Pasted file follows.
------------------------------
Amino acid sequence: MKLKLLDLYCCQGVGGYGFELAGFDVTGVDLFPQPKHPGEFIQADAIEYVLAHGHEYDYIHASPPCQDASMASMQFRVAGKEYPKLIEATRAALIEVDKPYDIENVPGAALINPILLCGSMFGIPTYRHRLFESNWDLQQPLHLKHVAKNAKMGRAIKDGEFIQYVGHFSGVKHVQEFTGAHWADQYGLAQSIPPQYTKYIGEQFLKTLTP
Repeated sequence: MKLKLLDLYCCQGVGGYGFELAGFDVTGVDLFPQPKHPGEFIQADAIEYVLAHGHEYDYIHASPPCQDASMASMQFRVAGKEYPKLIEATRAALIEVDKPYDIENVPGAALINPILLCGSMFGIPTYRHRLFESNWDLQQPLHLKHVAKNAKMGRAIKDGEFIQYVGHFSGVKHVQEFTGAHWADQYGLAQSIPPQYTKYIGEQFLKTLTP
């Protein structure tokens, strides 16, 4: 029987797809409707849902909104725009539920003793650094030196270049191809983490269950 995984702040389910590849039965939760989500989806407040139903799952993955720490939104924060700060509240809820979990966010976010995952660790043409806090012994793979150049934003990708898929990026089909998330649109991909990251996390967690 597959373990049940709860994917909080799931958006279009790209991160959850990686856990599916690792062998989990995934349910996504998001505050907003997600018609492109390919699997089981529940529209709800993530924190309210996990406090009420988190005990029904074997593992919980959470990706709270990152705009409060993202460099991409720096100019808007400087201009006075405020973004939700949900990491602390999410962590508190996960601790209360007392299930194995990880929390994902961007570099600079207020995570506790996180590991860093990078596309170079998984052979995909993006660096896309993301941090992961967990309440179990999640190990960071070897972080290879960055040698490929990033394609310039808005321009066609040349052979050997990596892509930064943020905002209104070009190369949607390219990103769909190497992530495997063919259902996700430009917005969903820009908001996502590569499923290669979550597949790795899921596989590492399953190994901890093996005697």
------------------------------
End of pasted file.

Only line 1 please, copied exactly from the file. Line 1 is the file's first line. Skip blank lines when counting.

Amino acid sequence: MKLKLLDLYCCQGVGGYGFELAGFDVTGVDLFPQPKHPGEFIQADAIEYVLAHGHEYDYIHASPPCQDASMASMQFRVAGKEYPKLIEATRAALIEVDKPYDIENVPGAALINPILLCGSMFGIPTYRHRLFESNWDLQQPLHLKHVAKNAKMGRAIKDGEFIQYVGHFSGVKHVQEFTGAHWADQYGLAQSIPPQYTKYIGEQFLKTLTP